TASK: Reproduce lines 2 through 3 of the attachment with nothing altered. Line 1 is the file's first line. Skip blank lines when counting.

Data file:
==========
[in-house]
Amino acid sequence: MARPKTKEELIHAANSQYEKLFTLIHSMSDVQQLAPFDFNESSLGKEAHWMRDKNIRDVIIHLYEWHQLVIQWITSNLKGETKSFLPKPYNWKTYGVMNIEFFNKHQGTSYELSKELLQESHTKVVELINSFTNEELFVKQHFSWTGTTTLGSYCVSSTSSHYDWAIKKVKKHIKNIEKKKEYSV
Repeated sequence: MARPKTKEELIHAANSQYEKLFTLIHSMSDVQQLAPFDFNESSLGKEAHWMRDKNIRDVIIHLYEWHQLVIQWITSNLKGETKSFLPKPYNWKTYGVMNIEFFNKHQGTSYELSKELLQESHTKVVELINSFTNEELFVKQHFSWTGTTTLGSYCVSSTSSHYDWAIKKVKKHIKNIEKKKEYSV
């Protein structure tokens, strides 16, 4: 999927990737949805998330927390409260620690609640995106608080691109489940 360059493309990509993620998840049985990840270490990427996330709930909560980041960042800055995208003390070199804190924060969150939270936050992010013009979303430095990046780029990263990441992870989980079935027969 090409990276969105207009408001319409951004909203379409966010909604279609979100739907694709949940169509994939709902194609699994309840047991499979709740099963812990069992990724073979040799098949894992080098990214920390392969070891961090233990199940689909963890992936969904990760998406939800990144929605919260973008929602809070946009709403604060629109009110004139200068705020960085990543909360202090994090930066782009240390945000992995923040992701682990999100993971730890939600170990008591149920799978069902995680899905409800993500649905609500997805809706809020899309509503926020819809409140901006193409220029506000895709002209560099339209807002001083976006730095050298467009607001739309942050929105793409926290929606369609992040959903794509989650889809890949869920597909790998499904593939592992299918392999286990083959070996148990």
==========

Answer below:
Amino acid sequence: MARPKTKEELIHAANSQYEKLFTLIHSMSDVQQLAPFDFNESSLGKEAHWMRDKNIRDVIIHLYEWHQLVIQWITSNLKGETKSFLPKPYNWKTYGVMNIEFFNKHQGTSYELSKELLQESHTKVVELINSFTNEELFVKQHFSWTGTTTLGSYCVSSTSSHYDWAIKKVKKHIKNIEKKKEYSV
Repeated sequence: MARPKTKEELIHAANSQYEKLFTLIHSMSDVQQLAPFDFNESSLGKEAHWMRDKNIRDVIIHLYEWHQLVIQWITSNLKGETKSFLPKPYNWKTYGVMNIEFFNKHQGTSYELSKELLQESHTKVVELINSFTNEELFVKQHFSWTGTTTLGSYCVSSTSSHYDWAIKKVKKHIKNIEKKKEYSV